WITH four albums proper, so to speak, under her belt – Escapement and Feathers from further back last decade, and a brace for what’s now One Little Independent in 2017, an acoustic mini-album, Sketches and the full-length Resolve – we really haven’t heard nearly enough from Poppy Ackroyd in recent times; but then what with that pandemic renting the course of things, coupled with the birth of her first child, we can respectfully allow that.
Especially as the Brighton-based composer Poppy Ackroyd returns this Friday with a new album of solo, sometimes prepared piano, Pause, a title both apt and layered with meaning: written when all the viral unbalancing of things was at its hellish height and a newborn to care for, it doubly refers to normality very much being put on hold.
Come inside the album (and you should) and you’ll discover ten airy, pure solo piano pieces – gone are the accoutrements of Resolve, the additional colours of the violin, cello and clarinet. This album is her relationship with the piano and the piano only, explored with richness.
Poppy says: “For previous albums almost as much of the creative process was spent editing and manipulating recordings as it was composing at the piano.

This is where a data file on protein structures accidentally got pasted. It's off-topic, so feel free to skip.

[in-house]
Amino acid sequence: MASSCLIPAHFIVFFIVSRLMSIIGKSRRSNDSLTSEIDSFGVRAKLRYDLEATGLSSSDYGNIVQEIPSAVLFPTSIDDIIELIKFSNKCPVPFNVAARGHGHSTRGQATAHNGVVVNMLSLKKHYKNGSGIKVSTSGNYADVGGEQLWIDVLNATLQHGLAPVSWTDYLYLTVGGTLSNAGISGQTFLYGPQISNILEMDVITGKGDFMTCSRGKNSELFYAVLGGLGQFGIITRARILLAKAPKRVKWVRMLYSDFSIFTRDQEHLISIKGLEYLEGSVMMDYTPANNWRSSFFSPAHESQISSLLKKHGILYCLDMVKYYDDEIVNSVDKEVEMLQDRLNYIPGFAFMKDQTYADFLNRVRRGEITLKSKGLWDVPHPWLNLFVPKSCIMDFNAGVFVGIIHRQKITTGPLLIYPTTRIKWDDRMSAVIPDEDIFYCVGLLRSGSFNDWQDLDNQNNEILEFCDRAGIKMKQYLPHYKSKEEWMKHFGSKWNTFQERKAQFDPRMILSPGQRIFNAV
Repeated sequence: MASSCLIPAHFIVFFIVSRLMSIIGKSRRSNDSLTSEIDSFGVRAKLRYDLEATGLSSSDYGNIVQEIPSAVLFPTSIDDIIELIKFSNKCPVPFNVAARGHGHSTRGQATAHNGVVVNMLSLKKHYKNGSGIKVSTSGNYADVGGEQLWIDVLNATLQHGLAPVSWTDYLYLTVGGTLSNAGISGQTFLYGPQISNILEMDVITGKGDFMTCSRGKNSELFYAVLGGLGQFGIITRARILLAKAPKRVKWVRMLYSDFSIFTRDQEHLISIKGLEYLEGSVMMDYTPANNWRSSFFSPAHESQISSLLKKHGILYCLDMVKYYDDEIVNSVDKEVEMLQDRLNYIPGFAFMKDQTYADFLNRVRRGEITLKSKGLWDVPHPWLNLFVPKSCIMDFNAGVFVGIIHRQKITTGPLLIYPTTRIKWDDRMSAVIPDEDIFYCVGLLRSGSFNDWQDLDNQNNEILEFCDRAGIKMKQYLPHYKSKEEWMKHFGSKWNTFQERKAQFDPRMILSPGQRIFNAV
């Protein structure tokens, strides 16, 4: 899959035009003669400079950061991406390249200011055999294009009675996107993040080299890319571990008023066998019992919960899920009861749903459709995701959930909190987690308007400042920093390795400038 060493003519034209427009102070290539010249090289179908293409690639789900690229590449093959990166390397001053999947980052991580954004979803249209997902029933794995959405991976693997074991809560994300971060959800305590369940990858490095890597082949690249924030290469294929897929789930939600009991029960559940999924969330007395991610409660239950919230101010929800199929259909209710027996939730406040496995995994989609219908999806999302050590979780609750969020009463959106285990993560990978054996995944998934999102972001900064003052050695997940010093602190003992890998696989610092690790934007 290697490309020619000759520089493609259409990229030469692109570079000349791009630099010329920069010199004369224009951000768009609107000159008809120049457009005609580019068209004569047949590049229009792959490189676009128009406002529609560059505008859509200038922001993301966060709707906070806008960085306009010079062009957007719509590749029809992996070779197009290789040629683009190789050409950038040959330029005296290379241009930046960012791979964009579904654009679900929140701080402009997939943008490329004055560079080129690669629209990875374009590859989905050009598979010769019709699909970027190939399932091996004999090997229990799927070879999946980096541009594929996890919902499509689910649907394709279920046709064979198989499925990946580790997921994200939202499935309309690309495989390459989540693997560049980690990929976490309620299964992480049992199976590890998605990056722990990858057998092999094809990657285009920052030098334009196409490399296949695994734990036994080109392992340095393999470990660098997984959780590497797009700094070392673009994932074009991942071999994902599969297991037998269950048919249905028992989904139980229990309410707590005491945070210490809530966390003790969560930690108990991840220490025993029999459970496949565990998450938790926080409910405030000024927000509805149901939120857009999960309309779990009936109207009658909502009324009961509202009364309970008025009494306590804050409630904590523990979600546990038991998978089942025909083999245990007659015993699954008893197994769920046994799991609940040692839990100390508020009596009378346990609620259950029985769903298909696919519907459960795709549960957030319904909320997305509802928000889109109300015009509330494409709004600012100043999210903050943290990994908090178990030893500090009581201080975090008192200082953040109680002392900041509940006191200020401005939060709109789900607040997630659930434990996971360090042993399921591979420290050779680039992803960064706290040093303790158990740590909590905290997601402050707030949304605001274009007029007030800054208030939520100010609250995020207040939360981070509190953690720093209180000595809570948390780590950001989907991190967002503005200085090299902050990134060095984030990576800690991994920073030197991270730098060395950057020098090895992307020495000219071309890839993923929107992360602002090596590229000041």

“However, after having my son, I struggled to spend time sat in front of a computer. The only thing I wanted to do while he was still small, if I wasn’t with him, was to play the piano. In fact, much of the album was written with him asleep on me in a sling as I used any quiet moment to compose. It therefore made sense that this album should be a solo piano album.
“I used extended technique – playing with sounds from inside the instrument – like I do in my multi-tracked recordings; however, it was important to me that every track on the album could be entirely performed with just two hands on the piano.”
Leftfield compositional techniques, check; pieces written, check; now came the honing and the finesse. She spent months practising the compositions to achieve the gliding level of fluidity, the masterful glissando, you can hear at work herein – which effect achieved Poppy was more than happy with, recalling “there was a lightness and effortlessness to the recordings that I wanted.”
Offered in a subtle reading as a snapshot of the times of its composition, Pause has a titling schemata centred around single words, objects or moments, nouns and verbs; each captures that observed thing or process in a piece that stands way ahead of the surfeit of solo piano releases that lockdown engendered – even aficionados of the genre must surely feel, well, over-replete as hamstrung musicians worldwide took to their pianos this past year.